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September 1996

Dermatology Independent Practice Associations

Author Affiliations

From the Department of Dermatology and Cutaneous Surgery, University of Miami School of Medicine, Miami, Fla.

Arch Dermatol. 1996;132(9):1099-1101. doi:10.1001/archderm.1996.03890330113020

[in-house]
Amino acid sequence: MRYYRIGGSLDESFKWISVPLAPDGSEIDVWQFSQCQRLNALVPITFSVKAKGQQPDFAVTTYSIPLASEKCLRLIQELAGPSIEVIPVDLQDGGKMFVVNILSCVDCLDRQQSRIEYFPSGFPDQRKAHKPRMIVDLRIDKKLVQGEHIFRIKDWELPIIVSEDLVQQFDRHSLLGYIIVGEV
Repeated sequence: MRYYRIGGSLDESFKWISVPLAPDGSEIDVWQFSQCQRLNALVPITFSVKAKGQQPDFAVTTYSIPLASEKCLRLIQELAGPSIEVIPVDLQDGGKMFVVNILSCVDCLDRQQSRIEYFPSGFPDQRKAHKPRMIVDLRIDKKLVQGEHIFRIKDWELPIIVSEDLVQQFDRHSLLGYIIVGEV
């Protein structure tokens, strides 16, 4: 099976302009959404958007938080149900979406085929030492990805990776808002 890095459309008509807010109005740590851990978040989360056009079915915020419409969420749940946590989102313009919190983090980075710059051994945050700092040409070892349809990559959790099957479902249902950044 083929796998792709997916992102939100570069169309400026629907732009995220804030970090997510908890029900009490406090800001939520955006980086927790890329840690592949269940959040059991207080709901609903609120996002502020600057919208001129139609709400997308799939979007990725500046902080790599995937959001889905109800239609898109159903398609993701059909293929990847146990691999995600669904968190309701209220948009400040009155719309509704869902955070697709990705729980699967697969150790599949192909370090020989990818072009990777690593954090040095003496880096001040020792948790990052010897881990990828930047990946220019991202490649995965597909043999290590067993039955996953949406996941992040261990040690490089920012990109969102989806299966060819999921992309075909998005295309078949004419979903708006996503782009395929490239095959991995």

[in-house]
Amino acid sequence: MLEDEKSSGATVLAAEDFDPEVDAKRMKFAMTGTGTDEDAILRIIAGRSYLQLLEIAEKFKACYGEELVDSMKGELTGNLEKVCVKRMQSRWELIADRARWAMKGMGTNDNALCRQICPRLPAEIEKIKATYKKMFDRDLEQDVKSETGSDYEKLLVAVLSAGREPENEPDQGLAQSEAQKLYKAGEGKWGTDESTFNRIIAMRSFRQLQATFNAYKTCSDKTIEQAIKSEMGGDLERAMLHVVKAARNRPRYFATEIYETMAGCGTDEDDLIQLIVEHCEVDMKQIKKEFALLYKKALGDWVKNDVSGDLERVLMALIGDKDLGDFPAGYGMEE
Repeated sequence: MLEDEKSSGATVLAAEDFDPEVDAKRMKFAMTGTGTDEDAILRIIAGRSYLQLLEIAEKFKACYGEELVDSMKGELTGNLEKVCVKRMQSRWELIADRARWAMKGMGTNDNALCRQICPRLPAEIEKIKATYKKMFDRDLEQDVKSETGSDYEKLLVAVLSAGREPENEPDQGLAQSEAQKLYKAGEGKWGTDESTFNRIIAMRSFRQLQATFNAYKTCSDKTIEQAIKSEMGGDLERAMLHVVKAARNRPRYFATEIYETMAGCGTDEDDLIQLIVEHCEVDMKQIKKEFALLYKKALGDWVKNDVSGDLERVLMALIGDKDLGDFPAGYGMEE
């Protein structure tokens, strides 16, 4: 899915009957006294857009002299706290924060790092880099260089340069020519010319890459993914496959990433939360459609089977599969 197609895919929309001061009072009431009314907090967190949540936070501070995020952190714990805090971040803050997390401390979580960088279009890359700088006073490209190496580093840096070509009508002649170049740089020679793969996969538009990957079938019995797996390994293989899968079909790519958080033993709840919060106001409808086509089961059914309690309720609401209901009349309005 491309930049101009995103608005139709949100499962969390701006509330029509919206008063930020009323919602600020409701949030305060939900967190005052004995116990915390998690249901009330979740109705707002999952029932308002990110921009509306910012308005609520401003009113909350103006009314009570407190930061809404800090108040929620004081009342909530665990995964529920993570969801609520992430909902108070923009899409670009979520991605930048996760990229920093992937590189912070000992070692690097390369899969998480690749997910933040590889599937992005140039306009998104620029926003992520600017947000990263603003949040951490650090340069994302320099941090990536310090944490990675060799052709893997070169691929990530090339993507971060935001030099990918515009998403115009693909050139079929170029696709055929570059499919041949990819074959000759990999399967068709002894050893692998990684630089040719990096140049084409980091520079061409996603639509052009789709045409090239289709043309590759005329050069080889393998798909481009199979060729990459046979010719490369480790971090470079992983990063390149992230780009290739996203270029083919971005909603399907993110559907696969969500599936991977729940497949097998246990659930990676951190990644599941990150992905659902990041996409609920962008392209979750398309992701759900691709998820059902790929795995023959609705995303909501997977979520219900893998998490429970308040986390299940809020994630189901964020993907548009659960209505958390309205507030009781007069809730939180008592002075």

The American health care system is undergoing a profound reorganization and realignment that is primarily driven by a free-market corporatization of health care.1 Physicians are extremely concerned that these changes will affect their ability to be autonomous, to retain the free use of their clinical judgment, and finally to be paid adequately.2 In some instances the changes are already affecting the free choice of ancillary specialties such as dermatopathologists.3 Indeed, in many areas of the country, managed care is quickly becoming the dominant vehicle for health care delivery and appears in many ways to be affecting physician autonomy for both private practice and academic physicians.4 Independent practice associations (IPAs) have been developed across the country to meet the needs of managed care costeffectiveness while attempting to preserve both clinical and financial physician autonomy.5 This article focuses on dermatology-specific IPAs, including functional models, the potential advantages and disadvantages for individual physicians, and for the specialty, antitrust implications, and finally introduces an IPA model that may benefit dermatologists and the dermatologic community as a whole.

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